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Mesenteric arterial dysfunction in the UC Davis Type 2 Diabetes Mellitus rat model is dependent on pre-diabetic versus diabetic status and is sexually dimorphic.

  • Author(s): Shaligram, Sonali;
  • Akther, Farjana;
  • Razan, Md Rahatullah;
  • Graham, James L;
  • Roglans, Núria;
  • Alegret, Marta;
  • Parsa, Arta Gharib;
  • Stanhope, Kimber L;
  • Havel, Peter J;
  • Rahimian, Roshanak
  • et al.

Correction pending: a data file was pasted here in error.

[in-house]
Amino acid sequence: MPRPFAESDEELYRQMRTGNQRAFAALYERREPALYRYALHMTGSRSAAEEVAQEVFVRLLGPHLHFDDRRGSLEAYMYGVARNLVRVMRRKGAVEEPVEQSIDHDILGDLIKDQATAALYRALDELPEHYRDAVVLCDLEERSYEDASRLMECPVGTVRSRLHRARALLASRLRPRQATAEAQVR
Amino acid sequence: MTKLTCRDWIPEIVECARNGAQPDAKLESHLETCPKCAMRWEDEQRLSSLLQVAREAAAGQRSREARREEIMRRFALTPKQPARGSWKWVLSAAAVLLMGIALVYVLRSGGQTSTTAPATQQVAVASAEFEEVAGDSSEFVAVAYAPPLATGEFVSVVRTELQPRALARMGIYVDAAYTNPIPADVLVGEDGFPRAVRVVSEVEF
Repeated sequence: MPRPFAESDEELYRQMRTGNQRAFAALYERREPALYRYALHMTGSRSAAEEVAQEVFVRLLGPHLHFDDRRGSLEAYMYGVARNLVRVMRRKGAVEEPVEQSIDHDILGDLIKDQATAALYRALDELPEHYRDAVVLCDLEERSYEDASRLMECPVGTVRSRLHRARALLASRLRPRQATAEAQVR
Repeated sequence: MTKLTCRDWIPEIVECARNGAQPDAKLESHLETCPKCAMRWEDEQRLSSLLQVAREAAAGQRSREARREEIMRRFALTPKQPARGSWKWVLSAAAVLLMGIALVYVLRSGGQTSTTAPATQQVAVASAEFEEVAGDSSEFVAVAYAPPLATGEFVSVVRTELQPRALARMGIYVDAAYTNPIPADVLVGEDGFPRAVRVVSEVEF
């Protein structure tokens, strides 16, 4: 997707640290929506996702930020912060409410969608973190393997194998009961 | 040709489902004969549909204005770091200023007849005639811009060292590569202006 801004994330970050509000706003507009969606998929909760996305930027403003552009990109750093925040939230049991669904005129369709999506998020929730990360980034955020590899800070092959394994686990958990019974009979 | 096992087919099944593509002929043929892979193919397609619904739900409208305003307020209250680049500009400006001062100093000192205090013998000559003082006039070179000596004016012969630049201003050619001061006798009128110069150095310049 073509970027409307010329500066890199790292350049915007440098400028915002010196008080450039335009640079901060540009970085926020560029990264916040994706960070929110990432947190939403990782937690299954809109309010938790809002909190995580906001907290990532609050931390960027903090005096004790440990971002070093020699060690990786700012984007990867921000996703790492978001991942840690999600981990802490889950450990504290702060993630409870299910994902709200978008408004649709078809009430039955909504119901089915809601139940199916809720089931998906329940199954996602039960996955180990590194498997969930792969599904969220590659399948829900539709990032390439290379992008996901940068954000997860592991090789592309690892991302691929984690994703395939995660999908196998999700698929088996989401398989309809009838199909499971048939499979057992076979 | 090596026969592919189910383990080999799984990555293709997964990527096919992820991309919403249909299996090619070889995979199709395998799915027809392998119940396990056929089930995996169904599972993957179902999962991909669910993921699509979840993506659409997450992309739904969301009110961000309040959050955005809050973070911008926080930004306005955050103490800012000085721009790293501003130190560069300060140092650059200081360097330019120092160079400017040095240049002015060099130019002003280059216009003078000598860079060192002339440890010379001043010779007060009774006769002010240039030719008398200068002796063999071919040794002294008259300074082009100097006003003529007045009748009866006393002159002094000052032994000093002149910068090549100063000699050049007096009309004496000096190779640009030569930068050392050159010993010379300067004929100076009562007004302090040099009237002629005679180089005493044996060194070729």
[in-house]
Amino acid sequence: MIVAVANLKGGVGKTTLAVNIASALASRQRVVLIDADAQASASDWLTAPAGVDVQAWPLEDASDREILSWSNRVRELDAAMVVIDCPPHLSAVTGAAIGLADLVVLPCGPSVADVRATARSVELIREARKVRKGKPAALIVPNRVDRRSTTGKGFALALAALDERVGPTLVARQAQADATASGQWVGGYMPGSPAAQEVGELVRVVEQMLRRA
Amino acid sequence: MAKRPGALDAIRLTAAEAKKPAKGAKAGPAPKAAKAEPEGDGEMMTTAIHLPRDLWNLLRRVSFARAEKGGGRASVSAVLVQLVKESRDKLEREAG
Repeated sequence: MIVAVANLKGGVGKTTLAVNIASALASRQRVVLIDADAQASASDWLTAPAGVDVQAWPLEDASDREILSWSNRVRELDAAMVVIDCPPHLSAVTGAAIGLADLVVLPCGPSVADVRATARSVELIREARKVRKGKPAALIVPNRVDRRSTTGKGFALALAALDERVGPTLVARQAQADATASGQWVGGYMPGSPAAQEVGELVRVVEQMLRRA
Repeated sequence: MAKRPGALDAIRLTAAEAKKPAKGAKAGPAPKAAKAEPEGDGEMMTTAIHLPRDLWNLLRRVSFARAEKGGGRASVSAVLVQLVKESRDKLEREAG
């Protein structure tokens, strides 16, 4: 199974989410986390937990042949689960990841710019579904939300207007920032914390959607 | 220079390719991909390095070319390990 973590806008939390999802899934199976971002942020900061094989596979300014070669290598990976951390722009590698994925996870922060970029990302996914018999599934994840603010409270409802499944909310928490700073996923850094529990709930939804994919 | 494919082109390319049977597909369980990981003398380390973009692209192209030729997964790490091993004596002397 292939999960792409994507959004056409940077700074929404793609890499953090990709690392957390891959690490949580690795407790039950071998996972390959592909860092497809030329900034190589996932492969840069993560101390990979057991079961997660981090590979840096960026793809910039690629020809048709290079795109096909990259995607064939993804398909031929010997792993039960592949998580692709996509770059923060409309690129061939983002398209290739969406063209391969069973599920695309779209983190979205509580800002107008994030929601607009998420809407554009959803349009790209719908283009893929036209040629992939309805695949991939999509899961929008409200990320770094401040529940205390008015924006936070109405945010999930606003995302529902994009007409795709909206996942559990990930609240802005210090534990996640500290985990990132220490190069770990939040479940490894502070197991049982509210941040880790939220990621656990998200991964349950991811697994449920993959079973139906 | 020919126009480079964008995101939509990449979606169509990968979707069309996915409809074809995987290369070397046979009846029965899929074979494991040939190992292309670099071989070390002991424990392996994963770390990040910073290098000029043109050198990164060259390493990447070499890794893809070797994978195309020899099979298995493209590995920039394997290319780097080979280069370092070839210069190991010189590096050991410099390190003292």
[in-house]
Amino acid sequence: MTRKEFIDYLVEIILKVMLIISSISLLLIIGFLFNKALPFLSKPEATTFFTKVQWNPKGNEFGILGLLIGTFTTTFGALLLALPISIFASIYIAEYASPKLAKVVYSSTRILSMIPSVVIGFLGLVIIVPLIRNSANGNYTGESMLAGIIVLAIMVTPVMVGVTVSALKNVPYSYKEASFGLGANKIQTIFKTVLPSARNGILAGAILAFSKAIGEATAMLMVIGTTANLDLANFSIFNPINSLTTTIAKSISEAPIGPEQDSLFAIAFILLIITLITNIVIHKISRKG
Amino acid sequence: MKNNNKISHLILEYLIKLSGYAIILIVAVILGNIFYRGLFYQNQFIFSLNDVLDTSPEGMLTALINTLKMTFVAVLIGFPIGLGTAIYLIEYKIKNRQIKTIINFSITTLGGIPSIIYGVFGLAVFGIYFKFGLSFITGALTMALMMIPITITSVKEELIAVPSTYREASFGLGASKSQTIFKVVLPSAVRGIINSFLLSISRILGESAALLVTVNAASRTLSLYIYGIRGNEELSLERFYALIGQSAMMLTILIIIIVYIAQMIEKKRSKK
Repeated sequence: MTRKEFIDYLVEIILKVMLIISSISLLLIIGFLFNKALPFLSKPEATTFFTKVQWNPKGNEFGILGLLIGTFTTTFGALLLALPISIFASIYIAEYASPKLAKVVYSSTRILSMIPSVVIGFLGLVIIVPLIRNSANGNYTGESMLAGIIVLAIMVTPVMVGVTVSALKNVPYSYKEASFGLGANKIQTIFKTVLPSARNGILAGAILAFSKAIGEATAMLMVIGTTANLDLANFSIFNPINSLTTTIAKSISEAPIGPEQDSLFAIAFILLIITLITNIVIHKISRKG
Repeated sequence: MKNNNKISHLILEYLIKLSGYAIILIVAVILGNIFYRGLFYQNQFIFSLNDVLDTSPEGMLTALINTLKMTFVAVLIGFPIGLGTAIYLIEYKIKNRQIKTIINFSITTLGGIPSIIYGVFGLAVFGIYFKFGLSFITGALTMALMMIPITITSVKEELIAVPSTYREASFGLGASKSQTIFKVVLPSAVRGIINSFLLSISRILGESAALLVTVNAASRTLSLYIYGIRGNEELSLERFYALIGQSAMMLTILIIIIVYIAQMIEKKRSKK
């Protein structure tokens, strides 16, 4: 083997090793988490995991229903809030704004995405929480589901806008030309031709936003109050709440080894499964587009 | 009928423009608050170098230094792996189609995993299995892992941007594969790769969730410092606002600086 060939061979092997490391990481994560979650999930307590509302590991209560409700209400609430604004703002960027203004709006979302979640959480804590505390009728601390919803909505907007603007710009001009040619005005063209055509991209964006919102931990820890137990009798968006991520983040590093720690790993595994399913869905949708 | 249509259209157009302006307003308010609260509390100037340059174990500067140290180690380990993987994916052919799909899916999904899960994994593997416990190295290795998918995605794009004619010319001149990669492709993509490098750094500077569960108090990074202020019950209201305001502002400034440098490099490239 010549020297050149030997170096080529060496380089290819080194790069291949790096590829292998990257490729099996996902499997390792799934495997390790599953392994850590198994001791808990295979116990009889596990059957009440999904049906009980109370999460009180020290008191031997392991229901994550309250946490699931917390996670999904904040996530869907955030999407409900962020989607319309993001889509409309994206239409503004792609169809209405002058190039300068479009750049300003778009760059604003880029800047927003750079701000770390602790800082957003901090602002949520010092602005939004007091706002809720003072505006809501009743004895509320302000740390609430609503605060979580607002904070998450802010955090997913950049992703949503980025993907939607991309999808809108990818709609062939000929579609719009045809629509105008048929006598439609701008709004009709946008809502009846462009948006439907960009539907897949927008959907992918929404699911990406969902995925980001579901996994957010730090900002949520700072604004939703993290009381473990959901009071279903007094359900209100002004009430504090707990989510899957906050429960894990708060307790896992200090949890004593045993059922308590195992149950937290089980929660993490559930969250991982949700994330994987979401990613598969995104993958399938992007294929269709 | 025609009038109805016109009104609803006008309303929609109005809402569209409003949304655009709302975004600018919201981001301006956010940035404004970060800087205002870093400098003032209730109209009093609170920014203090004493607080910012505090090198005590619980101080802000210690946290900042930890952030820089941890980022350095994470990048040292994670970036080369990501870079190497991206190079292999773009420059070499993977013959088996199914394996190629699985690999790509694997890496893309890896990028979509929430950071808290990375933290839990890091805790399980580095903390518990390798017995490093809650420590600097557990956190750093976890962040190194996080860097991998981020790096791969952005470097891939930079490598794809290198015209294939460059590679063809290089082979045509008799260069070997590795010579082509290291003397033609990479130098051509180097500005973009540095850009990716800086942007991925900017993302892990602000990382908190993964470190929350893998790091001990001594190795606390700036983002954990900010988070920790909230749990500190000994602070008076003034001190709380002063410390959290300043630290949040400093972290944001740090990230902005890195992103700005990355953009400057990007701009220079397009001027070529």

Previous reports suggest that diabetes may differentially affect the vascular beds of females and males. However, there is insufficient evidence to establish the timeline of the vascular dysfunction in diabetes, specifically in relation to sex. Here, we determined whether mesenteric arterial function is altered in UC Davis Type-2 Diabetes Mellitus (UCD-T2DM) rats and if this occurs as early as the pre-diabetic stage of the disease. Specifically, we investigated whether vascular dysfunction differs between pre-diabetic or diabetic status and if this varies by sex. We measured the responses to endothelium-dependent and -independent vasorelaxant as well as vasoconstrictor agents and explored the potential mechanisms involved in sex-specific development of arterial dysfunction in UCD-T2DM rats. In addition, indices of insulin sensitivity were assessed. We report the reduced insulin sensitivity in pre-diabetic males and diabetic females. Vascular relaxation to acetylcholine was impaired to a greater extent in mesenteric artery from males in the pre-diabetic stage than in their female counterparts. In contrast, the arteries from females with diabetes exhibited a greater impairment to acetylcholine compared with diabetic males. Additionally, the sensitivity of mesenteric artery to contractile agents in females, but not in males, after the onset of diabetes was increased. Our data suggest that the reduced insulin sensitivity through AKT may predispose vessels to injury in the pre-diabetic stage in males. On the other hand, reduced insulin sensitivity as well as enhanced responsiveness to contractile agents may predispose arteries to injury in the diabetic stage in females.

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